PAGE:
Eurozone’s industrial production slowed to a 3-month low, falling 0.80% m/m. In the UK, the Bank of England left interest rate unchanged but lowered GDP forecasts for 2016 and expects inflation to reach 2.0% in mid-2018.
Today’s Economic events
- Japan bank lending y/y 2.20% vs. 2.0% previously
- Australia MI inflation expectations 3.20% vs. 3.60% previously
- Japan economy watchers sentiment 43.5 vs. 44.90
- Germany WPI m/m 0.30% vs. 0.20%
- French final CPI m/m 0.10% vs. 0.10%
- Eurozone industrial production m/m -0.80% vs. 0.10%
- BoE leaves interest rate unchanged at 0.50%
- Canada NHPI m/m 0.20% vs. 0.30%
- US weekly unemployment claims 294k vs. 277k
- FOMC Member Rosengren Speech
- FOMC Member George speech
- FOMC Member Haldane speech
- New Zealand retail sales q/q
Japan’s current account surplus widens in March
Data from Japan’s ministry of finance released early today showed that the economy posted a current account surplus of 2.98 trillion yen in the month of March, or rising 6.90% on the year. The data exceeded analyst expectations of 2.965 trillion yen and was higher than February’s 2.434 trillion yen. The trade balance data also showed a surplus of 927.2 billion yen, coming in above expectations. On a yearly basis, Japan’s exports fell 11.40% and imports fell 16.60% as the capital account showed a deficit of 23.3 billion yen. In a BoJ report, the central bank noted that bank lending increased 2.20% in April, extending the 2.0% increase in March.
The yen was very volatile in the first quarter of this year and fell to an 18-month low in April after the Bank of Japan left monetary policy unchanged. After Japan re-opened after a week-long holiday, officials were quick to ramp up their rhetoric, talking about yen intervention in a bid to stem the rapid appreciation in the currency. Earlier today, a former colleague of BoJ Governor Kuroda, Takatoshi Ito who currently works as a professor at Columbia University told Reuters that the Bank of Japan will most probably expand monetary policy stimulus at one of its next meetings, in June or July.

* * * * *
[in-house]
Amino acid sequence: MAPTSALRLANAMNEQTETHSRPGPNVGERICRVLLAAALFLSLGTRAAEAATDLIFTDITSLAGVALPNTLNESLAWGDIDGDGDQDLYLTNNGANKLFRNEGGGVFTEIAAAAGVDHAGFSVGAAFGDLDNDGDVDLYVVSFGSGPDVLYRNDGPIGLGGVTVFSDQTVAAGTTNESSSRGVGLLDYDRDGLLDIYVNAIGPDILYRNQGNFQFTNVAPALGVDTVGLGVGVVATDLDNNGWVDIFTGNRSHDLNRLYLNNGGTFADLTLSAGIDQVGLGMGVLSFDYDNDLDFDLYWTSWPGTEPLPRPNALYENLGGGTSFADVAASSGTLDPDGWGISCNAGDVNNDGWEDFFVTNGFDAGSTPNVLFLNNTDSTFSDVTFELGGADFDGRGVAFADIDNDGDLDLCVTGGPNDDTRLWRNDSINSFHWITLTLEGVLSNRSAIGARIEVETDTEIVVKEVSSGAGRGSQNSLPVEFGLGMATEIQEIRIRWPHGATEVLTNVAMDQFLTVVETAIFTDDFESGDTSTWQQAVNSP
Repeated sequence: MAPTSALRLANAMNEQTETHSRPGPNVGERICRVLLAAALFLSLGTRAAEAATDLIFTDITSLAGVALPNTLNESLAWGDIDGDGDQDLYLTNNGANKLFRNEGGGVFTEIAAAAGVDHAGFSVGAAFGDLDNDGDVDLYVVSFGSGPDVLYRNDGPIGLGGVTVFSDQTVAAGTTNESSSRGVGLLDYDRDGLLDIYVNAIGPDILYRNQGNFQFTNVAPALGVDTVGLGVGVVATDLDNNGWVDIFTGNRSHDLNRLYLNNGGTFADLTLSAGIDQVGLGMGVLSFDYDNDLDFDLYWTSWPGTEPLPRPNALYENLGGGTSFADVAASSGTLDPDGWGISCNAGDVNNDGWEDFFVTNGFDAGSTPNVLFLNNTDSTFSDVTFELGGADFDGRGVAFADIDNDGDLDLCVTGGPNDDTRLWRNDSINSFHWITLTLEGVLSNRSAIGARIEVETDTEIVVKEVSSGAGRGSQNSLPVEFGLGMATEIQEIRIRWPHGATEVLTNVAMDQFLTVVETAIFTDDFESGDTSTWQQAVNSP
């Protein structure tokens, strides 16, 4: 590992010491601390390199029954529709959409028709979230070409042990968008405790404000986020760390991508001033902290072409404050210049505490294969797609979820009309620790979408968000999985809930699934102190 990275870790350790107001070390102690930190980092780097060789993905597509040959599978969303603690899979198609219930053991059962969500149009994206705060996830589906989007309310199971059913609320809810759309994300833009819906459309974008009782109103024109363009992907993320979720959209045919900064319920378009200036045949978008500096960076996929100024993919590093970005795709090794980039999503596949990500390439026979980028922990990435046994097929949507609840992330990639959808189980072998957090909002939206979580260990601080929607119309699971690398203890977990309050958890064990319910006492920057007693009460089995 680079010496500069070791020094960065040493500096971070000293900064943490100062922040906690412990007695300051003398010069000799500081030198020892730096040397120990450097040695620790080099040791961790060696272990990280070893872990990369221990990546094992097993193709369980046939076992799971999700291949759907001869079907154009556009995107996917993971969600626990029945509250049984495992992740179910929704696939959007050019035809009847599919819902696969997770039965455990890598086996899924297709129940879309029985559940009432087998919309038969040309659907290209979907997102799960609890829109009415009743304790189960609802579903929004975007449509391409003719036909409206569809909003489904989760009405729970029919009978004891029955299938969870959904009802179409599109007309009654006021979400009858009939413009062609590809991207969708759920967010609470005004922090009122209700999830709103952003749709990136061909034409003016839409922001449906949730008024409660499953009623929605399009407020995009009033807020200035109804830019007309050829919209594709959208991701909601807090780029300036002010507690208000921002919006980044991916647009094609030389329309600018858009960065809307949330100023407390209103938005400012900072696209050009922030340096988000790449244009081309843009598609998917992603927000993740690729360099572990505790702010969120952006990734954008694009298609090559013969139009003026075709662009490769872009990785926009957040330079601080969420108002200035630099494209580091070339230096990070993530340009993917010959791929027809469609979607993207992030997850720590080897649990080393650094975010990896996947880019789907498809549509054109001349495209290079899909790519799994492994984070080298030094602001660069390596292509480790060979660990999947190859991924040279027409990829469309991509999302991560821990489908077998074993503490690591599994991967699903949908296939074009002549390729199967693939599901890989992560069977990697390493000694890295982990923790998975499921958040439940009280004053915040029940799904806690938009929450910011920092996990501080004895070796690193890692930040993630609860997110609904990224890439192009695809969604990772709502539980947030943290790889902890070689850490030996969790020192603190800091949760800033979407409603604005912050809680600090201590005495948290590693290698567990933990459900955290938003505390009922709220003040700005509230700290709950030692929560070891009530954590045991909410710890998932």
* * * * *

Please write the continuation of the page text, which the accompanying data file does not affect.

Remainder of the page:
“Various inflation indicators are mixed. If all of them weaken and stock prices fall, the BOJ won’t hesitate to ease,” Ito said. Talking about the currency rate policies pursued by Tokyo, Ito noted that “Japan would at least need informal consent by G7 nations if it were to intervene. It won’t be able to intervene when there is strong resistance by the United States.”
Eurozone industrial production slows to a 3-month low
Industrial production in the Eurozone fell unexpectedly in March, data from Eurostat showed on Thursday. Industrial output fell 0.80% on a month on month basis, with all sectors except energy contracting from February. The decline of 0.80% comes against analysts who expected to see a flat print. Industrial production for February was revised to 1.20%. In March, energy production expanded 2.0% while intermediate goods output fell 0.80% and capital goods fell 1.10%. On a yearly basis, Eurozone’s industrial production eased 0.20% from a revised 1% in February, marking the slowest growth in three months and below the estimates of a 0.90% growth.
Stephen Brown, European economist at Capital Economics, said, “Today’s data and the ongoing weakness of industrial surveys support our view that overall eurozone economic growth is set to slow from 1.5 percent last year to about 1.2 percent this year.”
The declines in the industrial production surprised as earlier this week, Germany, France and Italy saw weak growth in industrial output.
BoE rate hike expectations pushed to 2018
The Bank of England in its monetary policy meeting today left interest rate at 0.50%, as widely expected. The central bank also released the inflation report where it noted that inflation could return to 2.0% only by 2018 and noted that the Brexit uncertainty was already weighing on the economy’s short-term growth outlook.
The inflation report said, “As the dampening influence of past falls in energy and food prices unwinds over the next year, inflation should rise mechanically. Spare capacity is projected to be eliminated by early next year, increasing domestic price pressures and supporting return of inflation to the 2% target by mid-2018”
The Bank of England cut 2016 growth forecasts from 2.20% to 2.0% and expects the economy to rise to 2.30%, down from 2.40% in earlier estimates. The Bank of England’s outlook contrasts sharply to what NIESR reported earlier this week where it said that the BoE could hike rates as early as November 2016 if the UK voted to stay in the EU. However, the latest inflation report from the BoE paints a dovish picture on rate hikes even if the UK voted to remain in the EU.